Monthly Archives: March 2013


I had a fairly disturbed Saturday, followed by a horrible argument with my wife on Sunday morning. After a really good month that we hadn’t experienced in some time, the shit hit the fan. We both said hurtful things, yelled, and basically acted juvenile. Based on my general disturbance on Saturday, I saw it coming, went to 2 meetings, but couldn’t escape the eventual conclusion. It would have been very easy to be discouraged about this, nothing’s working, back to square one. While we were in that mindset for a bit, things didn’t turn out quite so bad, and I owe it all to things I have learned in recovery.

Here is what was different:

1) I talked. I found the courage to interrupt a man who was enjoying his Sunday morning and tell him I needed help. We met, talked, shared our truths, built on a friendship, and it helped tremendously. In the past I would have never been able to do this.

2) I left that with a peace that I didn’t have to go and immediately and obsessively “solve” my issue with my wife. I didn’t need to go back and prove my point, or immediately decide whether I wanted to take up my friends offer of using his couch last night. I found some faith that wherever the day took me would be the right thing.  I have learned to sit with things a bit. I could never do this either.

3) Due to the fact that I was free from my obsession to immediately “solve” the situation with my wife. I found the strength to attend my son’s soccer team meeting – he is on a very high level team and some issues with that were the source of our argument. In the past I would never have been able to do this, I would have been hell-bent on bringing the argument with my wife to a “conclusion” and would have not been able to function in any other event.

4) While there I discussed, with another father that I trusted, some of the struggles my wife was having with the team and how this was creating conflict with us because I didn’t agree. It was tremendously helpful, and he even opened my mind to the fact that my wife might not be wrong about some of her beliefs. I also spoke to the coach. In the past I would have never been able to share with another father, or the coach, that I did not have it all figured out.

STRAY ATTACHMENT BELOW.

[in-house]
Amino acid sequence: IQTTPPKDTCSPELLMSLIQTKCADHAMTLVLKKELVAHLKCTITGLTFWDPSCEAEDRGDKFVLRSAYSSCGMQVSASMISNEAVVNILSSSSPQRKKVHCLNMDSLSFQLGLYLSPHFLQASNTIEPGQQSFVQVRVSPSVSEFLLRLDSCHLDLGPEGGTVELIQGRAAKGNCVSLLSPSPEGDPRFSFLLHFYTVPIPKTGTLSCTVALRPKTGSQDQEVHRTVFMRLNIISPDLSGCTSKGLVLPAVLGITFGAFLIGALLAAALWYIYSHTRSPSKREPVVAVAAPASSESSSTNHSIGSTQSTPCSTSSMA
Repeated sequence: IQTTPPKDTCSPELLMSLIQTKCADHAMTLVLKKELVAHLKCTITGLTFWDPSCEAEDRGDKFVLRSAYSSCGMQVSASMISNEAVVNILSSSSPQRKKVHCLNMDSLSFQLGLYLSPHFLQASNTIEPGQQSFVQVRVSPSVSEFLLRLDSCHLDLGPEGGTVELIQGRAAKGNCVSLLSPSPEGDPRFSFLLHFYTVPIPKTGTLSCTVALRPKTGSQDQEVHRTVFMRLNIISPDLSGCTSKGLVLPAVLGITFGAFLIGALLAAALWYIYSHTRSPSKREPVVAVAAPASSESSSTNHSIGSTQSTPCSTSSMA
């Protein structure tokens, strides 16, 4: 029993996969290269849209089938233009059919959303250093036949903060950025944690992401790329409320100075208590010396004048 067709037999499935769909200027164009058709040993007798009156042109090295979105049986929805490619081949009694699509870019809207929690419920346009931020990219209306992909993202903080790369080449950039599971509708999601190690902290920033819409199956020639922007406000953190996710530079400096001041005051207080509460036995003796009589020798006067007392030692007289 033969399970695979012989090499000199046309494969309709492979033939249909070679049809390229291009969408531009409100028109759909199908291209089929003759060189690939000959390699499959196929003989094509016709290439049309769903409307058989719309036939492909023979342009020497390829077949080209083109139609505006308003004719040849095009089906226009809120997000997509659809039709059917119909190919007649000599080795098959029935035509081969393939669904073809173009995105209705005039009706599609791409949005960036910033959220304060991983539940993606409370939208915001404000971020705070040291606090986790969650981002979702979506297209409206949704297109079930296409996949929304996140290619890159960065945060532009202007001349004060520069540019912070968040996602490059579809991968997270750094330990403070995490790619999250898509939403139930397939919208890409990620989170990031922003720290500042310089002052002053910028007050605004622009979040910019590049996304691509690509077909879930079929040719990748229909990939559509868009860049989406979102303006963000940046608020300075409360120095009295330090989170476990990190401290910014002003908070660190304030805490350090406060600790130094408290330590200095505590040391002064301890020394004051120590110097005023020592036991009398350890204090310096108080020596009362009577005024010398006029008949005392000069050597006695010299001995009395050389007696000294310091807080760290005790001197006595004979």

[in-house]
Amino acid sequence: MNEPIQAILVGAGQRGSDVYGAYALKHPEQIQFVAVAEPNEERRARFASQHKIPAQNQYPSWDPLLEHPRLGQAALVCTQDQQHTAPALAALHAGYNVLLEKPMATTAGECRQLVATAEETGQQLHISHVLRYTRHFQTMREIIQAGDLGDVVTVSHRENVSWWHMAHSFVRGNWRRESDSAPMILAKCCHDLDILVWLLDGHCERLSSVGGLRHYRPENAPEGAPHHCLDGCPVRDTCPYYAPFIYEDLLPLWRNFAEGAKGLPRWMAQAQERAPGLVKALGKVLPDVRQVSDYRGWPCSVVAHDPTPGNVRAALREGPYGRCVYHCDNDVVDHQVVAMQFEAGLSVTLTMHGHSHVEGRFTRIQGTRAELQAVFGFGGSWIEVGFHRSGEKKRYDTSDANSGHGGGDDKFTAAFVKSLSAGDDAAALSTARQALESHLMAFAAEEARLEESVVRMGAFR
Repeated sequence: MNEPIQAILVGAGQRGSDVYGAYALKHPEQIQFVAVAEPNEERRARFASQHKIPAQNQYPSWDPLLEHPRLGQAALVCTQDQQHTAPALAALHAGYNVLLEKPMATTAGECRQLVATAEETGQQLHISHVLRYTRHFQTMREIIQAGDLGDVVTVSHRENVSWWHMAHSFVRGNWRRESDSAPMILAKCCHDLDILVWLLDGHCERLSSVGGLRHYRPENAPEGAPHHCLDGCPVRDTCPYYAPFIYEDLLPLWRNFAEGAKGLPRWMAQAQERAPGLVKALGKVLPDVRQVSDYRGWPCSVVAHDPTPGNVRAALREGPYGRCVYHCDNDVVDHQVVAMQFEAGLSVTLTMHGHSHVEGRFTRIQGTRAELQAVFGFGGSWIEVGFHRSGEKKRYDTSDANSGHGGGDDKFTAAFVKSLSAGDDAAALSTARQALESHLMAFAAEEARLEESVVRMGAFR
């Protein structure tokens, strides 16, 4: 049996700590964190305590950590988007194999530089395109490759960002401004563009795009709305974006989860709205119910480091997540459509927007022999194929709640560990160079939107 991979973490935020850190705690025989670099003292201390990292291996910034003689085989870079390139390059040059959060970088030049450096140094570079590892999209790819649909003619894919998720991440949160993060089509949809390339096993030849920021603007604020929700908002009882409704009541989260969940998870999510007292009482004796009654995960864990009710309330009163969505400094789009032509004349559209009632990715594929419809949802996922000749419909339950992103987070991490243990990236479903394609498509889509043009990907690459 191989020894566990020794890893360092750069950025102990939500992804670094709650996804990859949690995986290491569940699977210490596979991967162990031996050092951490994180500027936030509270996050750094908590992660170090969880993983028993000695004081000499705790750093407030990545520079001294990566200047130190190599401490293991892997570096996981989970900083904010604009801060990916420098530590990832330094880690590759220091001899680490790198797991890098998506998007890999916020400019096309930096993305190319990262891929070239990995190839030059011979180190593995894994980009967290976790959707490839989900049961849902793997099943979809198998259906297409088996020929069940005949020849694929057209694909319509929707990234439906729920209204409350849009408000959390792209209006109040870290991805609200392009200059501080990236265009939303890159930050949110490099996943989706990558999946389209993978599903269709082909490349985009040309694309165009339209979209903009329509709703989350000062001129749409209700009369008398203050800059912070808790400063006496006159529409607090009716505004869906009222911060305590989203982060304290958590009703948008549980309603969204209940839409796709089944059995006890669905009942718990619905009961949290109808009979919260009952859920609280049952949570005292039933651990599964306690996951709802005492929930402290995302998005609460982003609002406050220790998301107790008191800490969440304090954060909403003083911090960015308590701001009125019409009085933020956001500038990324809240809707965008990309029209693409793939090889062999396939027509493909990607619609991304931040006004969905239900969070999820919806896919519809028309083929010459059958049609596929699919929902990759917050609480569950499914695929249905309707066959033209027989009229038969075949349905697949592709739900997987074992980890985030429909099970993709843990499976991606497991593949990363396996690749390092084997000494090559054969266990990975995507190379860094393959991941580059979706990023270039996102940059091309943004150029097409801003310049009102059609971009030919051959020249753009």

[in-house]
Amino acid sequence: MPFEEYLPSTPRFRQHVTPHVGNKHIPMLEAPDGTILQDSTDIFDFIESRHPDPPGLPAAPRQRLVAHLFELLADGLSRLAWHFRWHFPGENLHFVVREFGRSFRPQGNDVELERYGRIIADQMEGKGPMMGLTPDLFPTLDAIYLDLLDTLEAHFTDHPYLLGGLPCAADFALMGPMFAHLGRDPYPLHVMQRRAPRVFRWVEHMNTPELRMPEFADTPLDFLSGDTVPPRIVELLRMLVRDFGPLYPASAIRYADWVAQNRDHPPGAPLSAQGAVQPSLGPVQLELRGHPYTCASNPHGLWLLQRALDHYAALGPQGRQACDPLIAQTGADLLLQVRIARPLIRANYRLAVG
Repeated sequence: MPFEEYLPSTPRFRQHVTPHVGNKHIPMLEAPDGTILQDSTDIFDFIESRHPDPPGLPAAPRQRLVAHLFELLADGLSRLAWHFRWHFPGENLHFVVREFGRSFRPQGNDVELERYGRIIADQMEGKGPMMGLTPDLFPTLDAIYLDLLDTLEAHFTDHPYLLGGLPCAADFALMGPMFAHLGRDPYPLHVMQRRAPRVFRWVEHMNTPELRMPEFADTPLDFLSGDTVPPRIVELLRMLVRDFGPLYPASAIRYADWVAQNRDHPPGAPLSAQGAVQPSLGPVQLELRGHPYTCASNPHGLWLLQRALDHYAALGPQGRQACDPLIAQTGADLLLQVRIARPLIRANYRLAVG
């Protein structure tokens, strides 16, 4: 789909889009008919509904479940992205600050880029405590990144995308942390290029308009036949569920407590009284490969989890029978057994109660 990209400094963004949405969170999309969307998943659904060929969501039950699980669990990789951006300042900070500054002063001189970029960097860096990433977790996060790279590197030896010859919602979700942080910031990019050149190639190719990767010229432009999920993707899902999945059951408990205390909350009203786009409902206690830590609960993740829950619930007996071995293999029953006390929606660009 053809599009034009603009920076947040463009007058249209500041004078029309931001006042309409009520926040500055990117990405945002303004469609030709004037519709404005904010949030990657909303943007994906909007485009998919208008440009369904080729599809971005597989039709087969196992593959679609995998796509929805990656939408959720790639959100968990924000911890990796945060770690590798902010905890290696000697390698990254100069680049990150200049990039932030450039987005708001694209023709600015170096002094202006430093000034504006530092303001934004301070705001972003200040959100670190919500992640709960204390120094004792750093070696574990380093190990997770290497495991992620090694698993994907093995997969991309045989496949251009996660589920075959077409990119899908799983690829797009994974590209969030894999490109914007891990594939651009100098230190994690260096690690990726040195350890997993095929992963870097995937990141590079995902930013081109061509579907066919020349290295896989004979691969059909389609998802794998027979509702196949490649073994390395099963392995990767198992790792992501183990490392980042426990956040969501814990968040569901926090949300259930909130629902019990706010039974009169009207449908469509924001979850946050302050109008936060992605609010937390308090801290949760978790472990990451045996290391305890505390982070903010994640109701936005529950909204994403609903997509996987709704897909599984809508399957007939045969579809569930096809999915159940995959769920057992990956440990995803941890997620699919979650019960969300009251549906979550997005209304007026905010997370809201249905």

5) I returned home, and without trying to resolve our earlier problem to my satisfaction, I passed on the coach’s message without my opinion, trying to disconnect myself from her reaction. I mentioned that she needed to talk to the coach when she felt it was a good time and that I could be removed from the middle.

6) I apologized for my bad behavior in our argument. I focused on my behavior, ignoring the fact that her behavior was not good. This requires me letting go of fear that my apology will (in her mind) completely excuse her behavior. I found some faith that she would find her errors on her own. I got some apology, not as much as I would have liked, but I was OK with that. I was never able to do this before.

7) I got on with my day, went to Costco with a buddy so wife didn’t have to, ran into another guy from meetings there. Previous Costco trip I ran into my sponsor – I think my Higher Power has a thing for Costco.

I consider all of this to be a more than minor miracle. When I was drinking I would have isolated and fueled my anger. My anger would have lasted for days, feeding into the next argument and continuing the cycle. When I say “When I was drinking” I don’t necessarily mean because I would have been drunk. I mean before I had learned some tools for achieving emotional sobriety, and my only solution would have been anger, resentment, and booze. I never thought I could change. I need to say that again – I never thought I could change.

This morning my wife said “Good recovery yesterday” – she meant recovery from the situation, not “recovery” – but it was more than freudian. She noticed my new ability to get past things, and the acknowledgement was special. Today I have forgiveness, for the both of us. I am not resentful at her, or overly shameful and punishing of my behavior. There is much to improve, but I feel progress and hope abounds – recovery is beautiful.

The same, but different.

Another installment in the “It Gets Better” series.

Yesterday my 5 year old daughter wanted to make a lemonade stand. We did it, I got all excited; we made signs, went shopping, and had yellow, green, and even carbonated (love my Soda Stream) lemonade. What alcoholic would be satisfied with only one type of lemonade?

This isn’t a “When I was drinking I wouldn’t have done that” story. Actually, when I was drinking, fueled by a buzz off my first couple of beers on a warm Sunday afternoon (and assuming I didn’t hit the pub with the neighbors), I would have done it and been all excited about it – just like I was yesterday. For now, we will forget the fact that it might not have ended well, with the buzz wearing off or most likely being enhanced, getting all cranky about the cleanup and what not…

The truth is, in my early sobriety I might not have done it. I was tired and lethargic, and I feared that I would never get back that energy or excitement that I had when getting my drink on. Well, that little kid made a sober appearance yesterday. Yet, it was different, it was real. Holy shit people, I don’t need to drink.